Sunday, September 14, 2008

On David Foster Wallace, or Something I'm Unqualified To Write

David Foster Wallace is dead, and on the floor by the bed lays my copy of Infinite Jest, unloved since I first bought it when I thought that, maybe one day, I'd fall in love with someone who'd be attracted to me solely for my owning the book.

Fortunately, that didn't come to pass. What did come to pass, however, last night, as I too-drunkenly and too-full thumbed my way through the pages, is the stark and utter realization that things like this happens. Great minds expire in a puff of smoke. And this, this happening on the same day I first turned the first page in the first Amy Hempel book I ever picked up, only to, two pages later, have to throw the book on the floor from the inability to not shake from the fucking beauty her sentences unleash in the world.

Someone comes to town, someone leaves town-that, apparently, is how it goes.

DFW's non-fiction and short stories had placed him in my top 10, with Infinite Jest being that work that always hung around, that was always on the bookshelf but had never made it any closer to the bedside, if only because the time was just never there. I feel like it's a neglected friend now that I'm supposed to say a few kind words about when the neglecting had been entirely my fault. That's insane, I fucking know, but if you don't have personal relationships with your books I don't understand you and would rather not try to.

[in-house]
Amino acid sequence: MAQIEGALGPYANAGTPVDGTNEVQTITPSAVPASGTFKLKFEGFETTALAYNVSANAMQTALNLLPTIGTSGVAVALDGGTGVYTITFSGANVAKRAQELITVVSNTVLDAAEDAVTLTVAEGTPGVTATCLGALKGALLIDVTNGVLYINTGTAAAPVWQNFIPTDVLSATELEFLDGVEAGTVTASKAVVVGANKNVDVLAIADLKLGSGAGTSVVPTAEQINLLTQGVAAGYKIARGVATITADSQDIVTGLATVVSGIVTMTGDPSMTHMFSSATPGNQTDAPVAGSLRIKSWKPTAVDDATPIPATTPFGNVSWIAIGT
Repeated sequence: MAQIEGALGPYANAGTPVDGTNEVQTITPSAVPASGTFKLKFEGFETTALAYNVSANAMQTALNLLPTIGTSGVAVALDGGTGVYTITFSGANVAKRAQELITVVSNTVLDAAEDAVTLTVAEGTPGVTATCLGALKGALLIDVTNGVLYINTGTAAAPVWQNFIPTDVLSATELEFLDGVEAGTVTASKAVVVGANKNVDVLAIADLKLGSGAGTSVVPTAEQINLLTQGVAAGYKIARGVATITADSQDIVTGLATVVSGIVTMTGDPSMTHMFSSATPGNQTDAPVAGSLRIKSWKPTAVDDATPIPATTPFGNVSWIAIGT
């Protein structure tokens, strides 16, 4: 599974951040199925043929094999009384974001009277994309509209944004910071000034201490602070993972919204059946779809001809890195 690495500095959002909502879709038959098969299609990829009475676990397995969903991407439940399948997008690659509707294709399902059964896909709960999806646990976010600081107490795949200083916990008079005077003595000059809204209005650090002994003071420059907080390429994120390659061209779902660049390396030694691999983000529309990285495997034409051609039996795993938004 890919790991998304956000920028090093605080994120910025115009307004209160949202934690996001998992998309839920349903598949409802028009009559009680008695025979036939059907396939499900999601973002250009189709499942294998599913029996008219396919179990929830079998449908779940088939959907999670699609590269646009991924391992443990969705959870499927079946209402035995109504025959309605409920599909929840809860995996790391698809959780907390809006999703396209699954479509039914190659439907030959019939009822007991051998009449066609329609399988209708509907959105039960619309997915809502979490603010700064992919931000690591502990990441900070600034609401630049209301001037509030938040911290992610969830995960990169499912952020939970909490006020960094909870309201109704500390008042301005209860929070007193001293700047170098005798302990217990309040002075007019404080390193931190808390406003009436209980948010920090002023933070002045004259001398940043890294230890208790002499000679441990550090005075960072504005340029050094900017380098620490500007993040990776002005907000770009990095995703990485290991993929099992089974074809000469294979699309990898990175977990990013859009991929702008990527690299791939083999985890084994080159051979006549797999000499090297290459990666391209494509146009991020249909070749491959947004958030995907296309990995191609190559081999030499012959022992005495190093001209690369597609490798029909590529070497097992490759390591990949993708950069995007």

I spent last night drunk, seeking consolation from the cold stark-bare minimalism of Amy Hempel's "at the gates of the animal kingdom" stories (thank you Mister Palahniuk for that), finding nothing but bones and limbs and this

"I want him to know what it clearly seems to me: that if it's true your life flashes past your eyes before you die, then it is also the truth that your life rushes forth when you are ready to start to truly be alive."

A friend's blog reminded me about the existence of Dear Mr Henshaw, and how I desperately want to read that book again. It was always a favorite of mine since long before I could understand what it meant-everyone comes from mire and muck, there's hope nowhere unless you find it-and it seems about right right now.

I've had several people-old colleagues, etc-tell me how DFW's death being suicide has placed him in questionable status for them, for their students, for his students, for anyone who looked up to him. I recognize that, I do. I won't get into a dissection of suicide, other than to say that there's not a person who can say they've never thought of it. No one. Not a soul. But there's a difference...thought vs action...and it's his work that's going to live on, as Infinite Jest continues to stare up at me from the floor by my bedside.

I will find the time.

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